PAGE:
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Pharmacotherapy. 2009 Aug;29(8):997-1001. doi: 10.1592/phco.29.8.997.

Gabapentin therapy for pain and irritability in a neurologically impaired infant.

Author information

1
Department of Clinical Pharmacy and Outcome Sciences, South Carolina College of Pharmacy, Medical University of South Carolina, Charleston, South Carolina 29425, USA.

Abstract

Gabapentin is a gamma-aminobutyric acid analog used for numerous neurologic conditions, including neuropathic pain and epilepsy. We describe a 39-week gestational age, male infant with hypotonicity, functional short gut, and microduplication of chromosome 22 who was treated with gabapentin to control pain and irritability. During his hospitalization, the infant experienced multiple complications including respiratory distress, persistent pulmonary hypertension of the newborn, hypocalcemia, hypoglycemia, hyperbilirubinemia, gastroesophageal reflux, necrotizing enterocolitis, and cholestatic jaundice. Pain associated with related invasive procedures and surgeries was treated with intermittent and scheduled morphine. In addition to postoperative and procedural pain, the infant continued to experience pain and irritability attributed to neurologic impairment, presumably secondary to his chromosomal abnormality. Trials of scheduled lorazepam along with intermittent morphine and phenobarbital were unsuccessful in managing these symptoms. After failure of nonpharmacologic treatment and continued trials of sedatives and analgesics, gabapentin 5 mg/kg at bedtime was started on day of life 98. Improvement in the infant's tone and disposition was noted by numerous health care professionals and the infant's mother. In addition, the infant's pain scores, using the Pain Assessment in Neonates Scale, showed marked improvement. The infant continued to receive gabapentin; the dosage was increased to 10 mg/kg at bedtime after 6 days, then to 5 mg/kg in the morning and 10 mg/kg at bedtime 10 days later. When the infant was 7 months old, his mother requested that gabapentin be discontinued. He was slowly weaned, and the drug was discontinued when he was 11 months old. The infant tolerated gabapentin well except for experiencing nystagmus, which was noted 31 days after starting the drug and resolved after drug discontinuation. Clinicians should be aware of gabapentin as an alternative treatment for pain and irritability in neurologically impaired infants. Further study is needed, however, to verify the drug's safety and efficacy in neonates and infants. Standardized pain scales along with close patient monitoring will help to guide clinicians in dosage titration to optimize therapy.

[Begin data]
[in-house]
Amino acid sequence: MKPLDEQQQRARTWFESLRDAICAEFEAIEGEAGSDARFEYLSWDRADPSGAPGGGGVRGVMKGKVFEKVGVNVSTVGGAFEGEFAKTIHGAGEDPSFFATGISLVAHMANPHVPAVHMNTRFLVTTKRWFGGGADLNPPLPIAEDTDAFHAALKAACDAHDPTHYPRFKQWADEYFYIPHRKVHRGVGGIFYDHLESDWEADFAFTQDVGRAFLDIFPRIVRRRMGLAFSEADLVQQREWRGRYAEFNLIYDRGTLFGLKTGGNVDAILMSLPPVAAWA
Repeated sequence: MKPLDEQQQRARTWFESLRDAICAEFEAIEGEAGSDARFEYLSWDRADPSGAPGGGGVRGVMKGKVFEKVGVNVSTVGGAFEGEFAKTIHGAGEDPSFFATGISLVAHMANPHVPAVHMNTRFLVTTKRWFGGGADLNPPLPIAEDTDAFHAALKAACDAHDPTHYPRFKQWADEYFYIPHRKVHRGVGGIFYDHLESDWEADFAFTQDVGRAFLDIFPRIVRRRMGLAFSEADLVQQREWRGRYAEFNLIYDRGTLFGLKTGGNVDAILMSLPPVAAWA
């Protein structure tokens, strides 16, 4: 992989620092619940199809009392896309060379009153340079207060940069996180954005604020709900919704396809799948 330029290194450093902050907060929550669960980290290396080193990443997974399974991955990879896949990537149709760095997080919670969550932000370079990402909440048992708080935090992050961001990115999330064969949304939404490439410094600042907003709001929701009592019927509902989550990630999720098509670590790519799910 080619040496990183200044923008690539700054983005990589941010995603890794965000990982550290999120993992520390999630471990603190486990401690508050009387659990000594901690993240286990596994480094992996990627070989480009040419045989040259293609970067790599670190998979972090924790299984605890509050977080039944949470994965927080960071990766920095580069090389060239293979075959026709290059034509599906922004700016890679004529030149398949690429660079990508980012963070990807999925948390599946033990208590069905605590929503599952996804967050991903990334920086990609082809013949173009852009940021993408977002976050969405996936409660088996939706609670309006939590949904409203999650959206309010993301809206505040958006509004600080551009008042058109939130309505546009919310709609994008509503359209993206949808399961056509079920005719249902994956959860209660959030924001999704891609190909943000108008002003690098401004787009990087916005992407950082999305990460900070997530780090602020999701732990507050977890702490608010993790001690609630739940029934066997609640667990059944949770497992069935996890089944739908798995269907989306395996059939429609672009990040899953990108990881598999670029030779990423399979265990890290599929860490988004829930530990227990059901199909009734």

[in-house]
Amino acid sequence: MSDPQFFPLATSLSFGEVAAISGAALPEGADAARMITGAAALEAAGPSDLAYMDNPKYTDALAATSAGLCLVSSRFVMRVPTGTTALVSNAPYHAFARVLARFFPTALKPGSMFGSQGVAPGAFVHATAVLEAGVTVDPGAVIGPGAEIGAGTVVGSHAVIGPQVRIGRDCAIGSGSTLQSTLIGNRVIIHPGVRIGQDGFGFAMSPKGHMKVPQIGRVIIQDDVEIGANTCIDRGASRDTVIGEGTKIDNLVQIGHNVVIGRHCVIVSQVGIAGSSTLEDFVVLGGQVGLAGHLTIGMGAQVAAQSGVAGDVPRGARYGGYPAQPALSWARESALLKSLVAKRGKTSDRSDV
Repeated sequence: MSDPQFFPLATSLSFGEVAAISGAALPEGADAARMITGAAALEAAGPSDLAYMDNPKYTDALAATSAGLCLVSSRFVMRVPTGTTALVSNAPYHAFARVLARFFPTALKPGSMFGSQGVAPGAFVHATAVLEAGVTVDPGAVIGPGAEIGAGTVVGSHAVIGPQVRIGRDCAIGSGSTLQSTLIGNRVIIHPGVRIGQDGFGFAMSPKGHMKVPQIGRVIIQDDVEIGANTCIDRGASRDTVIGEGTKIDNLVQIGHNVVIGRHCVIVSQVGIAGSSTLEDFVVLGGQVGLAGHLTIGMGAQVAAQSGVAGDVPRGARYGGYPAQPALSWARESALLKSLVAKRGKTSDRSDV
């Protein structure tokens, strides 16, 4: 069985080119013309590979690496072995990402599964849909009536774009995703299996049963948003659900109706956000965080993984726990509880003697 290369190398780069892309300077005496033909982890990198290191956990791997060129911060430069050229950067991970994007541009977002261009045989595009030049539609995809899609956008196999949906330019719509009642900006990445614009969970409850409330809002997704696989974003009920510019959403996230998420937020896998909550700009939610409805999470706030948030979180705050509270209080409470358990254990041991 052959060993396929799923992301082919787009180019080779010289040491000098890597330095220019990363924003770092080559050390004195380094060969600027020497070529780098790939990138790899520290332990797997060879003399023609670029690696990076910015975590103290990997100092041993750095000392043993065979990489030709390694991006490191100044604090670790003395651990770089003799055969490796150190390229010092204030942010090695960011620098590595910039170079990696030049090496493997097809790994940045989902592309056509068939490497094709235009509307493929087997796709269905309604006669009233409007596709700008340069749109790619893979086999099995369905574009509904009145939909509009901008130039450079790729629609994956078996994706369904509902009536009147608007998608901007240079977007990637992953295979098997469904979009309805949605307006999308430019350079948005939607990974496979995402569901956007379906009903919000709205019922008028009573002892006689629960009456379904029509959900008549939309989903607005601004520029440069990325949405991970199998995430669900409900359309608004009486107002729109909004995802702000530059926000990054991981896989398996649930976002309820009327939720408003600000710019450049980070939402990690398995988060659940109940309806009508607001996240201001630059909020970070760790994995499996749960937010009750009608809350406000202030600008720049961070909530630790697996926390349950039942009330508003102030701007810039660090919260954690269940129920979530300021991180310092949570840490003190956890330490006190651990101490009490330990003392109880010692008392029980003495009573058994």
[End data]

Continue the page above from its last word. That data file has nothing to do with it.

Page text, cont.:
PMID:
19637954
DOI:
10.1592/phco.29.8.997
[Indexed for MEDLINE]

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